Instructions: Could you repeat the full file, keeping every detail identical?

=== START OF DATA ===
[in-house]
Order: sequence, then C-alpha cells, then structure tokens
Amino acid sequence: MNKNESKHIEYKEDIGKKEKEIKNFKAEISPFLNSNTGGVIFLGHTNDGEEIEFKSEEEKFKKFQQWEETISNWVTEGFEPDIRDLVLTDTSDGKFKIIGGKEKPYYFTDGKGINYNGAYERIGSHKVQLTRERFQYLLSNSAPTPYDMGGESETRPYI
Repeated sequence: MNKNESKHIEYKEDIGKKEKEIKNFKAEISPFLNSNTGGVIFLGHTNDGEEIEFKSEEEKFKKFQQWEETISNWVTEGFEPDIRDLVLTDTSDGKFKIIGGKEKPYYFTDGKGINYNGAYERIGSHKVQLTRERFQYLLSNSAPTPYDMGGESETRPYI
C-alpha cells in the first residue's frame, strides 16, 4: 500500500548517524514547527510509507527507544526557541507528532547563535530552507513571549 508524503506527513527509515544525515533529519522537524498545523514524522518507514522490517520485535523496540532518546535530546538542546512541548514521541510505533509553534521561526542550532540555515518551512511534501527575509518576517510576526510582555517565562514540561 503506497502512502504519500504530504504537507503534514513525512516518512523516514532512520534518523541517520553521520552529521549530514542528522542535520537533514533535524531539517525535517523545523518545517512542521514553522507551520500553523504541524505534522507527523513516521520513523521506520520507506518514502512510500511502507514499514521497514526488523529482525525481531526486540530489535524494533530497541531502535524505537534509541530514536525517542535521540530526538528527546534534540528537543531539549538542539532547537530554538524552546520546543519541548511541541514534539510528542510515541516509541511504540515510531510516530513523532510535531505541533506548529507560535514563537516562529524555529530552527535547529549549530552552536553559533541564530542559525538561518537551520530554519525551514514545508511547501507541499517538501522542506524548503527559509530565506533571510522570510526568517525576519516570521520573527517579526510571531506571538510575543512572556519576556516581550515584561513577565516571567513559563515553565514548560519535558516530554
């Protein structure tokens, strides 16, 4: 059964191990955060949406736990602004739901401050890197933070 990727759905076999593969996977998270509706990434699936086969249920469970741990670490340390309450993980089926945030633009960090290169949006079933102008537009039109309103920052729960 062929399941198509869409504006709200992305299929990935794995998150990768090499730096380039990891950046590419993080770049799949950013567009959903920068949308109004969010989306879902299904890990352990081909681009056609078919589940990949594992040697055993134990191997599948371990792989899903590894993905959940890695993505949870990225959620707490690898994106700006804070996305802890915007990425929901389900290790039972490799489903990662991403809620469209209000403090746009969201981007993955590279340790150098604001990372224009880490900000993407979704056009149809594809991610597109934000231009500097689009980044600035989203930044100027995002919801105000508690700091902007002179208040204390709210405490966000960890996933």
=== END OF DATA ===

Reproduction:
[in-house]
Order: sequence, then C-alpha cells, then structure tokens
Amino acid sequence: MNKNESKHIEYKEDIGKKEKEIKNFKAEISPFLNSNTGGVIFLGHTNDGEEIEFKSEEEKFKKFQQWEETISNWVTEGFEPDIRDLVLTDTSDGKFKIIGGKEKPYYFTDGKGINYNGAYERIGSHKVQLTRERFQYLLSNSAPTPYDMGGESETRPYI
Repeated sequence: MNKNESKHIEYKEDIGKKEKEIKNFKAEISPFLNSNTGGVIFLGHTNDGEEIEFKSEEEKFKKFQQWEETISNWVTEGFEPDIRDLVLTDTSDGKFKIIGGKEKPYYFTDGKGINYNGAYERIGSHKVQLTRERFQYLLSNSAPTPYDMGGESETRPYI
C-alpha cells in the first residue's frame, strides 16, 4: 500500500548517524514547527510509507527507544526557541507528532547563535530552507513571549 508524503506527513527509515544525515533529519522537524498545523514524522518507514522490517520485535523496540532518546535530546538542546512541548514521541510505533509553534521561526542550532540555515518551512511534501527575509518576517510576526510582555517565562514540561 503506497502512502504519500504530504504537507503534514513525512516518512523516514532512520534518523541517520553521520552529521549530514542528522542535520537533514533535524531539517525535517523545523518545517512542521514553522507551520500553523504541524505534522507527523513516521520513523521506520520507506518514502512510500511502507514499514521497514526488523529482525525481531526486540530489535524494533530497541531502535524505537534509541530514536525517542535521540530526538528527546534534540528537543531539549538542539532547537530554538524552546520546543519541548511541541514534539510528542510515541516509541511504540515510531510516530513523532510535531505541533506548529507560535514563537516562529524555529530552527535547529549549530552552536553559533541564530542559525538561518537551520530554519525551514514545508511547501507541499517538501522542506524548503527559509530565506533571510522570510526568517525576519516570521520573527517579526510571531506571538510575543512572556519576556516581550515584561513577565516571567513559563515553565514548560519535558516530554
């Protein structure tokens, strides 16, 4: 059964191990955060949406736990602004739901401050890197933070 990727759905076999593969996977998270509706990434699936086969249920469970741990670490340390309450993980089926945030633009960090290169949006079933102008537009039109309103920052729960 062929399941198509869409504006709200992305299929990935794995998150990768090499730096380039990891950046590419993080770049799949950013567009959903920068949308109004969010989306879902299904890990352990081909681009056609078919589940990949594992040697055993134990191997599948371990792989899903590894993905959940890695993505949870990225959620707490690898994106700006804070996305802890915007990425929901389900290790039972490799489903990662991403809620469209209000403090746009969201981007993955590279340790150098604001990372224009880490900000993407979704056009149809594809991610597109934000231009500097689009980044600035989203930044100027995002919801105000508690700091902007002179208040204390709210405490966000960890996933």